When I was a kid, I had five cats at one time. They were all affectionate and loving kitties. We had a black and white feline named Sam, Livy was an Abyssinian, Kelly a calico, Luciano a beautiful long-haired black beauty who died entirely too young at age 2 from heart failure.
With each of those four, you could pet them all day and they’d just love it. However, Storm, a gray cat who was born in a (you guessed it) storm would let us pet her once or twice, act like she enjoyed it and then chomp down on the outer portion of my hand, get nervous and run away. Every time I tried to pet her, it would be the same exact thing. Why on earth did she do that?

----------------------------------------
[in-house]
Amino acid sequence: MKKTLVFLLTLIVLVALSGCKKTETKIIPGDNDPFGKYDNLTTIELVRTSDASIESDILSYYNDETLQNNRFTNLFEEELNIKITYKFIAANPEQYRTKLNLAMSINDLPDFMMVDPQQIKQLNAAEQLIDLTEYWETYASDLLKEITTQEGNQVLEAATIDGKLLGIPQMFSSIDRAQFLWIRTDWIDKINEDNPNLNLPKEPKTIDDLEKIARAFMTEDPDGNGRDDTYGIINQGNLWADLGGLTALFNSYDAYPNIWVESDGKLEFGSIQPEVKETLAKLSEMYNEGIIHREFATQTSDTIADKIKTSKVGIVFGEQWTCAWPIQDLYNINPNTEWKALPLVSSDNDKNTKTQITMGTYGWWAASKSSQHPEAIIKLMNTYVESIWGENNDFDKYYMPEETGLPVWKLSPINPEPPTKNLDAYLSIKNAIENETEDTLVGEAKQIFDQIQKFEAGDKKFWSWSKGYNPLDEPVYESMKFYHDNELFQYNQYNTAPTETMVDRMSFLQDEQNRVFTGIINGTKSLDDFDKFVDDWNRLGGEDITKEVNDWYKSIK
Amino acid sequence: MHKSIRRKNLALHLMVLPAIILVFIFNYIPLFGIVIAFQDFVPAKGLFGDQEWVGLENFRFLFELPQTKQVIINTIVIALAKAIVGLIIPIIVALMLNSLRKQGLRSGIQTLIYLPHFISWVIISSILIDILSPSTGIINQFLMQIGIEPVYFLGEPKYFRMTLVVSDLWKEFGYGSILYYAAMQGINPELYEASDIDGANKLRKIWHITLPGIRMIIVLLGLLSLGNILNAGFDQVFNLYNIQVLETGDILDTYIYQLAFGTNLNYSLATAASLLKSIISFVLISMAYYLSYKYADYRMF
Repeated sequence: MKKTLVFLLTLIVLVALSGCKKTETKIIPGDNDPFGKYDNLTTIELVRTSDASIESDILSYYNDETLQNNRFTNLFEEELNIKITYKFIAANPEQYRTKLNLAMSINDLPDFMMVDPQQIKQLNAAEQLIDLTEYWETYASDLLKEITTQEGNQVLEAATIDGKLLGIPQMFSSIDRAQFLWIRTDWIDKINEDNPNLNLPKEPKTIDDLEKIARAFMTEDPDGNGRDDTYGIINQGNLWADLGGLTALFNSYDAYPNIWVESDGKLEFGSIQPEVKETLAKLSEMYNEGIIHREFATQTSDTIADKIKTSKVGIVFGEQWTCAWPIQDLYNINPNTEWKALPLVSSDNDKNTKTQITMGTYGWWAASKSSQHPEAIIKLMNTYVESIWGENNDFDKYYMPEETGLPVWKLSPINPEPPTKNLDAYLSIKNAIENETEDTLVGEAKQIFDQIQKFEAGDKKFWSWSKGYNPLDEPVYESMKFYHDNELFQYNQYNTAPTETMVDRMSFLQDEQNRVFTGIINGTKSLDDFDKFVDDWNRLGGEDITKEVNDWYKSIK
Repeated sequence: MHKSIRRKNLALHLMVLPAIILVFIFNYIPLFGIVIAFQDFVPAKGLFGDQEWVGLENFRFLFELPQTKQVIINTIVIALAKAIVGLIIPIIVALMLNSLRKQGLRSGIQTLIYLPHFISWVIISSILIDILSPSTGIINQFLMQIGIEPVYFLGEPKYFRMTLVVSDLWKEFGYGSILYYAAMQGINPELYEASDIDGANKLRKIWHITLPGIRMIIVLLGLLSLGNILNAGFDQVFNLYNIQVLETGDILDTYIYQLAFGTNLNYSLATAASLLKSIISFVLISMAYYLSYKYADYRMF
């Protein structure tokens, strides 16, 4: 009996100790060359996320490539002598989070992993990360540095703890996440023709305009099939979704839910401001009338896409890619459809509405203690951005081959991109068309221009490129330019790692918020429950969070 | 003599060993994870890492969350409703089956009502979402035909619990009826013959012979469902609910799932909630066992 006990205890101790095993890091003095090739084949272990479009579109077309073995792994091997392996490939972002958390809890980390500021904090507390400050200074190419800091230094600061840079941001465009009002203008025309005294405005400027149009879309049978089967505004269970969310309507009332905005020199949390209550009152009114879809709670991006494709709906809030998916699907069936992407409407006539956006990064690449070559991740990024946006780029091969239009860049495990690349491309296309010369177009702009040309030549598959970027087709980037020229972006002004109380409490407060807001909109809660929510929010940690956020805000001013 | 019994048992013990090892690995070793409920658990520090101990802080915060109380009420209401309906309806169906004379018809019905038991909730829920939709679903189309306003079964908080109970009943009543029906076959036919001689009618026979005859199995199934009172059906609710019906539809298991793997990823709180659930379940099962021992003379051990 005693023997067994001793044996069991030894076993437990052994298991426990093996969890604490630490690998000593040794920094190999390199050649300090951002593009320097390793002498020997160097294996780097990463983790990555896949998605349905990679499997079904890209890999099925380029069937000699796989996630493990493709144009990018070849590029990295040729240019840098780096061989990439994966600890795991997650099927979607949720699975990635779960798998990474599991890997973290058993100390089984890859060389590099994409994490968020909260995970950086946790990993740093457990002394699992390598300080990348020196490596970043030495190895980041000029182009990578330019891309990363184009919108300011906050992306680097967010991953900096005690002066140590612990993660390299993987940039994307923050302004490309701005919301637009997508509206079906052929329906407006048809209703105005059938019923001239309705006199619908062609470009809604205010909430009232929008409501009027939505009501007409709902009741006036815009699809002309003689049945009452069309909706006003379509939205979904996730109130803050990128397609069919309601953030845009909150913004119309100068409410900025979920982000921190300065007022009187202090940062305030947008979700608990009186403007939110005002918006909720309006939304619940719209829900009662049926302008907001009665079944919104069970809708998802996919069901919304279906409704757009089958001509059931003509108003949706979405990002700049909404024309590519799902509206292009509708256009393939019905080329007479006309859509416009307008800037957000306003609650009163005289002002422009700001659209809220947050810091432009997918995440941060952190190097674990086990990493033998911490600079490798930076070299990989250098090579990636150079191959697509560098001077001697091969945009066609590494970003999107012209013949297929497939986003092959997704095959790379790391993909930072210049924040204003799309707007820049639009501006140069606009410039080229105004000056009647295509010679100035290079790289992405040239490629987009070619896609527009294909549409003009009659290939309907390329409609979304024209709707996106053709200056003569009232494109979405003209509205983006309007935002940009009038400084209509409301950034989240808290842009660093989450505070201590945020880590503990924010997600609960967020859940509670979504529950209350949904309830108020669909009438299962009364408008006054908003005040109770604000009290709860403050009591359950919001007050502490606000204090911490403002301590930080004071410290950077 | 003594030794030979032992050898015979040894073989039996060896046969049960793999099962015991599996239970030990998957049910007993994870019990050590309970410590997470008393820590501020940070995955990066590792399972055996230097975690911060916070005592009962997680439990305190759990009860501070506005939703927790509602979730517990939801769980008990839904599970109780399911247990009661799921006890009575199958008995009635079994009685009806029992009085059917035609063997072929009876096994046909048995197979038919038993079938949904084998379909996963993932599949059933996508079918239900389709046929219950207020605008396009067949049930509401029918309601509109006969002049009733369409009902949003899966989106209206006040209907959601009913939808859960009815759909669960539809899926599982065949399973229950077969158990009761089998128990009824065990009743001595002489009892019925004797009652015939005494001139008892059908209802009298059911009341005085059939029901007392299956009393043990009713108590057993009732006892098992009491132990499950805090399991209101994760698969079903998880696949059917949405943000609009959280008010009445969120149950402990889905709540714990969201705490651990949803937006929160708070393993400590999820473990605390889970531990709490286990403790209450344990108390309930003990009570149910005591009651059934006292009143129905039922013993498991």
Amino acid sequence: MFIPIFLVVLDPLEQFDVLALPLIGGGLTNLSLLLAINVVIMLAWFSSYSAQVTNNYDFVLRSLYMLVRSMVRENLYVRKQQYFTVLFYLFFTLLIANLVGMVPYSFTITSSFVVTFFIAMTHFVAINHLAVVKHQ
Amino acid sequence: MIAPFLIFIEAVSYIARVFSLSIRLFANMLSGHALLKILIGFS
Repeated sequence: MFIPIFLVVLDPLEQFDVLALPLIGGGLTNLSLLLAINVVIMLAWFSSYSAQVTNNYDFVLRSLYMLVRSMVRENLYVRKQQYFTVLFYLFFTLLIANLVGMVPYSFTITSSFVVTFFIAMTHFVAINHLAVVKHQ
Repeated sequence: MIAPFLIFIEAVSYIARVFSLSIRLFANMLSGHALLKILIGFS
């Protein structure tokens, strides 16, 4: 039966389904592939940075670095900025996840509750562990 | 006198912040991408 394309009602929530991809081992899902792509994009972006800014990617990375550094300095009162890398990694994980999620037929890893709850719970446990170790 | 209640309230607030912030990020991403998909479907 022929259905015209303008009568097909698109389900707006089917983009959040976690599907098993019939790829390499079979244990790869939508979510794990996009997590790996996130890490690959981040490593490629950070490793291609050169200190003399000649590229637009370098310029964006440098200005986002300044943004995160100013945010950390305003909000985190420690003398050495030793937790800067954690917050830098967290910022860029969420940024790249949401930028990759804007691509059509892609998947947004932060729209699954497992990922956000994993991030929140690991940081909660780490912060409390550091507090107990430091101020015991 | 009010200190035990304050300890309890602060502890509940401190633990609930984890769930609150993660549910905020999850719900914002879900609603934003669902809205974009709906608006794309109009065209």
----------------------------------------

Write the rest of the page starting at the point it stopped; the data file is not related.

I’ve never known… until now.
Pet experts call the phenomenon “pet-induced” aggression. It makes sense when you consider the fact that one minute your kitty seems hideously pleased and then painstaking perturbed in a second’s time.
Dr. Patty Khuly over at VetStreet says there are a few theories that may explain it:
It may be a manifestation of so-called status-induced aggression, in which cats seek to control a situation. There may be some neurologically significant negative stimulus associated with being petted at length that affects these cats in particular. These cats may be especially subtle at letting humans know when they’re unhappy, so that their change in attitude appears more sudden than it truly is.
Pet experts say there are ways to identify even the subtlest behavioral changes so owners might eventually learn to identify aggressive behavior before they get bitten. But until then, we should continue petting our cats…but maybe just with gloves on!
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